Hack the Plane7

Casa Way | Nov 12 | 8:49am

Awake before 9am, that’s what things have come to. A month into the routine of deliveries, dispatch orders started invading even that horrible time of day after digesting the wine that puts me to sleep, before the first drink of the day settles me in.

I staggered into Neary’s office, going through the motions with nothing in my head but hangover, and dropped a pastry on the desk. The smell of fresh muffin oozing blueberries made my mouth water, but I was in no condition to eat.

He kept clicking away. I never saw the computer people look at anything but their screens. The food would be gone when I came back, but not a single one of them thanked me.

“Breakfast is served, you son of a bitch.” I slammed the front door on my way out.

There was nothing in the place I could pocket without getting noticed. If I couldn’t steal anything worth selling, I would be alone in the hatchback forever. I wanted to lie in the back seat, go easy on the knee I banged up, keep drinking and let this day fade from my brain, but the phone had another breakfast order.

Cap’N Crunch, 16 oz. Whole milk, 1 quart. Deliver to Acid Burn.

Maybe the solitude was finally starting to get to me.

have a drink with me harry

I can’t. I have to work.

The Acid Pad | 46 min later

I walked up some stairs with the cereal, past nothing worth stealing, and found the standard scene of a figure hunched over a keyboard, head aimed at the monitor. This one had long hair and headphones blaring music. The morning light slicing through the blinds burned my eyes, but I should have been paying more attention.

Acid Burn shouted. “Fuck! Me!” I turned. She was swearing at the computer.

She was a she.

The girl was in her thirties, caramel skin, vaguely Asian features, thick glasses. Her body was thick too. She wore baggy plaid jammie pants, a stripy purple bathrobe hanging open down the sides of the chair, but from where I was, from the amount she slouched forward, the cut of her flower print tank top made me smile. She was a chubby girl, but she had the tits to match.

She stood up slowly, her hands still on the keys. “No, fuck you. What’s going…” Her body leaned away from the computer, the spiral cord of her headphones falling off the edge of the desk one loop at a time.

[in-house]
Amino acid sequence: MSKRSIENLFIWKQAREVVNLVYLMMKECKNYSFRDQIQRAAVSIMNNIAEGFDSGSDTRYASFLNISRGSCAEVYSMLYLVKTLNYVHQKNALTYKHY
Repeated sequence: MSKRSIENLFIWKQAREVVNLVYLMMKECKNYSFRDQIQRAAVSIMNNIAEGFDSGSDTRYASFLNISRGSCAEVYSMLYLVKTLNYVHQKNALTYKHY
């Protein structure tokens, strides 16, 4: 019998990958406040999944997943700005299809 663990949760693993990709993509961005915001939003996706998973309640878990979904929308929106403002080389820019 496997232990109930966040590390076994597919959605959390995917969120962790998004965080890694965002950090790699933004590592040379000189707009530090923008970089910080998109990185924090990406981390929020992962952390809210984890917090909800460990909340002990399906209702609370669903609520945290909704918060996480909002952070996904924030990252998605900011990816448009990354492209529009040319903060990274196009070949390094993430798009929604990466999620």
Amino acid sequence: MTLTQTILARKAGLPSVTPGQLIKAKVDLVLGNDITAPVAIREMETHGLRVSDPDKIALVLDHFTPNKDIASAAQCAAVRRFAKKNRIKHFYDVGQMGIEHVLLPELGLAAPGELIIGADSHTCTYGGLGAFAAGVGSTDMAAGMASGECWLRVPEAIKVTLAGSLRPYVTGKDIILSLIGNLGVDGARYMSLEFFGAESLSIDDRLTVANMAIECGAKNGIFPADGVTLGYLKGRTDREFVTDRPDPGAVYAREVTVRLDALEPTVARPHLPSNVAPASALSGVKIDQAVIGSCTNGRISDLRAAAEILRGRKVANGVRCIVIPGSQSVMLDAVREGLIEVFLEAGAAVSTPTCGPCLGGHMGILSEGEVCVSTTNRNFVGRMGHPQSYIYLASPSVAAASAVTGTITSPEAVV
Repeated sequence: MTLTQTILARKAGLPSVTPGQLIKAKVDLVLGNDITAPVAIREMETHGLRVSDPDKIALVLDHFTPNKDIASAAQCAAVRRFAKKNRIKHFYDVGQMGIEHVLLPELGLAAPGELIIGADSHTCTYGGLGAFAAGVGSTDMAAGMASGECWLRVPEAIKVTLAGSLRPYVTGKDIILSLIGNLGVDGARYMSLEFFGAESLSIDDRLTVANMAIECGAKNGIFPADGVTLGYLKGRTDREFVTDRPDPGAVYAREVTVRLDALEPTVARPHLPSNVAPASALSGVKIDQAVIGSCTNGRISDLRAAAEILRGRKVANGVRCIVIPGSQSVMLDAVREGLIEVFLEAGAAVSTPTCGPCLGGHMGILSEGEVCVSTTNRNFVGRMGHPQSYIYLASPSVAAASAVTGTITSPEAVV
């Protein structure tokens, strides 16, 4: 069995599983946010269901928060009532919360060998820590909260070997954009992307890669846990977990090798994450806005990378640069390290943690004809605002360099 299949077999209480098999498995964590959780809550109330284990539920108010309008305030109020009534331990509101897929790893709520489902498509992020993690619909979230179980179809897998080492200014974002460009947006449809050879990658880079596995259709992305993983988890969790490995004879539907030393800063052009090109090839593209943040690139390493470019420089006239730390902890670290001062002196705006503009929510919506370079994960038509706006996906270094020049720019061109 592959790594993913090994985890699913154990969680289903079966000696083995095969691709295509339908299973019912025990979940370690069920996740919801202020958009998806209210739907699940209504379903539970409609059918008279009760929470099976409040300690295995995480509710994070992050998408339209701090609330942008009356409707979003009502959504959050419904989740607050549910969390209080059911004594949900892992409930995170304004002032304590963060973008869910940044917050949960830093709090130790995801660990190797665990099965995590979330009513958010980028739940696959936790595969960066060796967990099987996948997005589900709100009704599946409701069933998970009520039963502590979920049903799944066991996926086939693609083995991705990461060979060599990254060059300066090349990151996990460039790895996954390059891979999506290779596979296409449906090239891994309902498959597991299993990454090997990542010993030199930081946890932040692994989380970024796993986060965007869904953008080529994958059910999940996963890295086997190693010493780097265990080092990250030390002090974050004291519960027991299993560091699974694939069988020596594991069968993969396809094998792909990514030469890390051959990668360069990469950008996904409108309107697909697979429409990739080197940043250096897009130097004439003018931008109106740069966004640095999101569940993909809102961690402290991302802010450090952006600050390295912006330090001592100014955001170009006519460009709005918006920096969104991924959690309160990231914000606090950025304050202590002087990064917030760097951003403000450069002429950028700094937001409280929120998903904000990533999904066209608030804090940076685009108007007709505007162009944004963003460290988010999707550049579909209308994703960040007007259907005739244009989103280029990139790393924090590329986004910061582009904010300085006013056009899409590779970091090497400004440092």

She made eye contact with the webcam built into her monitor. “I can’t make this work. I can’t. Emergency mosh.” She stepped back fast and crashed into me. We both froze.

“Oh.” She turned. Her eyes looked everywhere but directly at me.

“No.” I didn’t know what to say. “I forgot I was here.”

She couldn’t hear me with the music so loud in her headphones. It sounded familiar, but I just heard it for a second before she grabbed the cereal out of my hands, turned back and sat down at the computer.

“Noob.” She tore open the box and poured the whole thing into a half dozen cereal-caked bowls on her desk. “Hungry.” She grabbed the milk from my other hand, started to pour it into one of the bowls and froze again. “Wait.” She left the carton on her desk, and her hands were back on the keys.

I backed away slowly. Her attention was back where it started, on the screen where a picture popped up of a crowd watching blurs on a stage. I figured our meeting was over.

She gave an exaggerated yawn, stretching her arms out. The headphone wire popped out of the front of her computer. The room filled with a familiar noise — Casimir shouting. I got chills. I was hearing Effective Disorder.

Acid Burn bent down to get the plug for the headphones, hiding her face under the desk. “Turn around. Don’t let it see us talking.”

I almost couldn’t hear her over my own crashing rhythms. I wanted to run out of there, but I was confused. I turned away like she said. “Who? Who’s watching you guys?”

She fumbled with the wire. “I saw you guys. This says your name is Oscar. You’re his drummer.” That was the first time I heard my real name in eight months, pretty much since Casimir’s funeral.

“Not anymore.”

“Take my card. On the dresser.”

There was a dresser in the corner with a pile of clothes on it. I went over with my back to the camera, like I practiced every day at my storage space, and grabbed at the tiny pile of card stock under the huge cup of a blue and pink polka dot bra.

“Send me email.” All the noise and energy in the room disappeared as she plugged her headphones back in.

“I don’t have a computer.” The card had an email address and something called a twitter, but no phone number, and “Acid Burn” was the only name listed. That wouldn’t help outside the company.

She didn’t hear me. She poured the milk, tapping her foot to the beat I used to keep.

The picture on her screen was Effective Disorder the way I wanted to remember it, a big blur. We moved too fast and with too much energy for a camera to capture us and freeze us in time.

Cameras are too predictable. They can’t capture the feeling of being there and watching Casimir transform a room.

I stood and listened to the tinny canned album version of us that bled out of her headphones, Casimir screaming about freedom and rebellion. It was a lame substitute for reality in the ears of someone who really needed that message, someone more trapped and alone than me.

My phone went off. I didn’t want to leave her like that, but I did. Now I want to know what’s keeping her there.

[Editor’s note: in response to this incident, a connection between Winston and Acid Burn was flagged, and he was never again dispatched to that destination.]